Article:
Tuesday, 27 September 2011

Ketton - A Village in Rutland - Thematic Photography


Carmi's theme this week is "It's in the details." What we post is up to us, so I thought I would take you to the village where I was born. Ketton is in Rutland, England's smallest county.

People who know will say I'm not into religion but the details of my post are about the village church.


St Mary's Church, Ketton
The entrance to the west end of the churchyard is down the lane on the far left. But there are more formal entrances.
The Railway Inn and the church lychgate
The lychgate has the cross on top. Further down the road on the right the church comes into view.
South door and west end
 The elevated path from the lychgate runs between the wall and the gravestones. The west door is hidden by a gravestone under the branches of the yew tree on the left.
West door (Norman style arch)
Perhaps I should say that the church is mentioned in the Domesday Book. Can you see the small hole in the protruding column to the left of the door at roughly the same height at top of the arch. Let's take a look in more detail.
Gnomon hole
A gnomon is the projecting piece of a sundial that shows the time by the shadow it creates. You should be able to see two of the radial graduations below the hole.

Inside the porch of the south door, the main entrance into the church, are notice boards and two rolls commemorating personnel from the village who served in WWI and WWII. I hope you will be able to make out their names.
WWI Roll
My father and one of my uncles appear on this list, my brothers on WWII.
WWII Roll
I think that's enough detail for now, so I'll end with a shot of the east end of the church.
St Mary's Church, Ketton
For more details of a myriad of things please visit others participating in Thematic photographic 164 - It's in the details.

11 comments:

Little Nell said...

I really enjoyed this detailed post Bob. I like churches - as buildings. That gnomon hole had me wondering for a moment - then all was revealed! I feel as if I’ve been on a virtual tour of Ketton - where I’ve never been in reality you’ll be pleased to hear :)

sue said...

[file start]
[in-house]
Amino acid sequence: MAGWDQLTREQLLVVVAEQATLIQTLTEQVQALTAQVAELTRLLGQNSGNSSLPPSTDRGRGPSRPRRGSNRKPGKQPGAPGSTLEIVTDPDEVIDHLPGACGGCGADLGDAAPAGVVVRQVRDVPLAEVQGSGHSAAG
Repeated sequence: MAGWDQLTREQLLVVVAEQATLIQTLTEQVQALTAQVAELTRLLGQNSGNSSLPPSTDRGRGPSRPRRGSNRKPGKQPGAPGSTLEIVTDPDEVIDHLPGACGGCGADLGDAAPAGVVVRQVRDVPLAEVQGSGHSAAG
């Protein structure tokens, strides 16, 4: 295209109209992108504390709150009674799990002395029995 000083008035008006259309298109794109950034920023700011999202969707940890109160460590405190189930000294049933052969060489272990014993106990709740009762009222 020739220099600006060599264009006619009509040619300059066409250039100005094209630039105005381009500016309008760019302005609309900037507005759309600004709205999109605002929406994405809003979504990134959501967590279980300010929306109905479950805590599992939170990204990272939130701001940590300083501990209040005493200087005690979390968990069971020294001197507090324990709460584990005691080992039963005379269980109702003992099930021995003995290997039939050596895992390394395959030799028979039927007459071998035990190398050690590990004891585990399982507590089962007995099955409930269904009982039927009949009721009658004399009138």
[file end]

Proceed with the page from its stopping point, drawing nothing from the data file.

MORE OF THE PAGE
Bob, that's really interesting. I feel like I've had a morning tour. I assume there would have been more parts to the sundial (the little stick that casts the shadow) and wonder what happened and why they've not been replaced. Love the word gnomon - it sounds so old and conjures up an ancient world.

Alexia said...

I always love your posts, mostly about a country I have never visited; they make me long to go there. Great shots, Bob.

MorningAJ said...

Where the cement comes from?

I love Rutland. And I admire how it was determined to continue, even though they tried to 'rearrange' it out of existence in the 1970s.

Great post.

Sara said...

I love England. Love the narrow streets & interesting streets and stone buildings. And the sundial hole - neat. I think I spotted it in the bigger picture. I am pretty sure I would never have noticed it, if I were walking by.

Titanium said...

Feels as though I walked right along side you, just in viewing these shots. Thank you for the tour, the very personal aspects of the photography and the bounty of details you shared here. The intricate brickwork and the sundial-secrets are profound reminders of the creative strength of those who came before us.

Max said...

I really love old buildings, and pictures of them. My house will be 100 yrs old next year, which by U.K. standards is relatively new, but by American standards is ancient. Great buildings. Great pictures.

Bob Scotney said...

@ MorningAJ, Ketton Cement used to be known all around from the loriies that carried the name. Castle Cement that replaced it doesn't tell me anything.

Aeria said...

Beautiful tour and details!
Love the lists and personal detail of your Father/Uncle/Brothers on them. Wonderful :)

Carmi said...

Wow! I loved this peek into where you came from, and hope you'll share more with us in future. What a resonant place, captured so beautifully.

Vicki said...

Thanks for the tour! Old brick and stone have such character and beauty. Perfect for the theme.